The presence of absorption bands at 3243 and 1240/1036 cm−1 assigned to the stretching vibrations of N–H and C–O–C functionalities, respectively, are the most relevant features of the IR spectrum. The 1H-NMR spectrum recorded in deuterated chloroform using TMS as internal standard showed a broad singlet at 3.34 ppm assigned to the NH proton, a doublet at 4.16 (J = 5.2 Hz, 2H) ppm associated with the methylene protons, and the absence of a singlet at 8.50 ppm of the azomethine proton (CH=N), which indisputably confirmed the reduction of the aldimine intermediate 4 generated in situ by a solvent-free condensation reaction of 3-(tert-butyl)-1-methyl-1H-pyrazol-5-amine 1 with p-methoxybenzaldehyde 2, as illustrated in Scheme 1. The presence of three different types of methyl carbons at 30.6, 34.2, and 55.4 ppm, one methylene carbon at 50.1 ppm, three aromatic carbons at 85.2, 114.2, and 129.4 ppm, respectively, and five quaternary carbons, are the most relevant features of the 13C{1H} NMR spectrum. These results evidenced the high electron density (δ = 85.2 ppm) of the carbon atom at position 4 of the π-excedent pyrazole ring. Once again, the absence of the azomethinic carbon at 158.3 ppm of the aldimine intermediate 4 into the DEPT-135 spectrum, confirmed the formation of the N-pyrazolyl amine 3 in an excellent yield via a one-pot reductive amination. In particular, NOESY correlation was observed between methylene protons and the aromatic proton H-4, indicating the closeness of the NCH2 fragment to the pyrazole ring, which is in good agreement with the structure drawn, see Supplementary Materials, Figure S11. Ultimately, a molecular ion with m/z 273 and a base peak with m/z 121 corresponding to the (4-methoxyphenyl)methylium ion, in the mass spectrum, is also consistent with the structure 3.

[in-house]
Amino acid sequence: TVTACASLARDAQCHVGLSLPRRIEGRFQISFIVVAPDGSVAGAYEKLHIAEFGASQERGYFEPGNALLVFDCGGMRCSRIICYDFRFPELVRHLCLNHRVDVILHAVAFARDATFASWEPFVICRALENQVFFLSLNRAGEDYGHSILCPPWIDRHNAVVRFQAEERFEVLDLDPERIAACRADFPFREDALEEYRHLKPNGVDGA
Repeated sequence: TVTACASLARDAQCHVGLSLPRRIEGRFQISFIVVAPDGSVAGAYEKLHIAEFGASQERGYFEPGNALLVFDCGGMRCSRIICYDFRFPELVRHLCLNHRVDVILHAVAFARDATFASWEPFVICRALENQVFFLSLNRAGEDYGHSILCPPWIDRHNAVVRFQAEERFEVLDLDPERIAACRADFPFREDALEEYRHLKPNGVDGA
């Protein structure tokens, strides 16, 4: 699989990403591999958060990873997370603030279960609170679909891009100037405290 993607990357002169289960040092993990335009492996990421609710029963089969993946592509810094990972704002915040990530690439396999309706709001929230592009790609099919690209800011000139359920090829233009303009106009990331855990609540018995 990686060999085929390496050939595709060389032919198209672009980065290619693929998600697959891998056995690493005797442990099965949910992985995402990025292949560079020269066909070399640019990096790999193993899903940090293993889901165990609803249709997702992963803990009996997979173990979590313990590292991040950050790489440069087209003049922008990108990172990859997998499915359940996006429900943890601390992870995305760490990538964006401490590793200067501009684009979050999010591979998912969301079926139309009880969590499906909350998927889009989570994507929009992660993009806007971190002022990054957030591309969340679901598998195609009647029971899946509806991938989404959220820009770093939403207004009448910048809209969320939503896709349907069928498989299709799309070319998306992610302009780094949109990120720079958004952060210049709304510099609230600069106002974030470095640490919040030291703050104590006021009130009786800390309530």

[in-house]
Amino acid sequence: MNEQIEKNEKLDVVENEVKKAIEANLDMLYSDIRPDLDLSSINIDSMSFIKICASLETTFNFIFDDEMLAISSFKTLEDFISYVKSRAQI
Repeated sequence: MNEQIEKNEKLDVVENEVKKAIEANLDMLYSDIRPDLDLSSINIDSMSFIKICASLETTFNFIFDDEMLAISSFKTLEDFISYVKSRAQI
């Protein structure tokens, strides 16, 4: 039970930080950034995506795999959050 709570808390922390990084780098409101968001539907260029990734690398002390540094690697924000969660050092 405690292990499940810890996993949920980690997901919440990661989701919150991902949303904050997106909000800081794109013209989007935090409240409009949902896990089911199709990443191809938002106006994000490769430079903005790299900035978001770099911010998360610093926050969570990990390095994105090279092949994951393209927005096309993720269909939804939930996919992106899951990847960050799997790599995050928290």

In summary, this one-pot reductive amination is distinguished by its operational easiness, short reaction time, isolation and purification of the aldimine intermediate is not required; thus, the experimental procedure is simple and efficient in terms of energy, waste, and human resource economy. Remarkably, amine and pyrazole moieties could be susceptible for further functionalization reactions for obtaining novel pyrazole derivatives with potential applications in medicinal chemistry and drug discovery.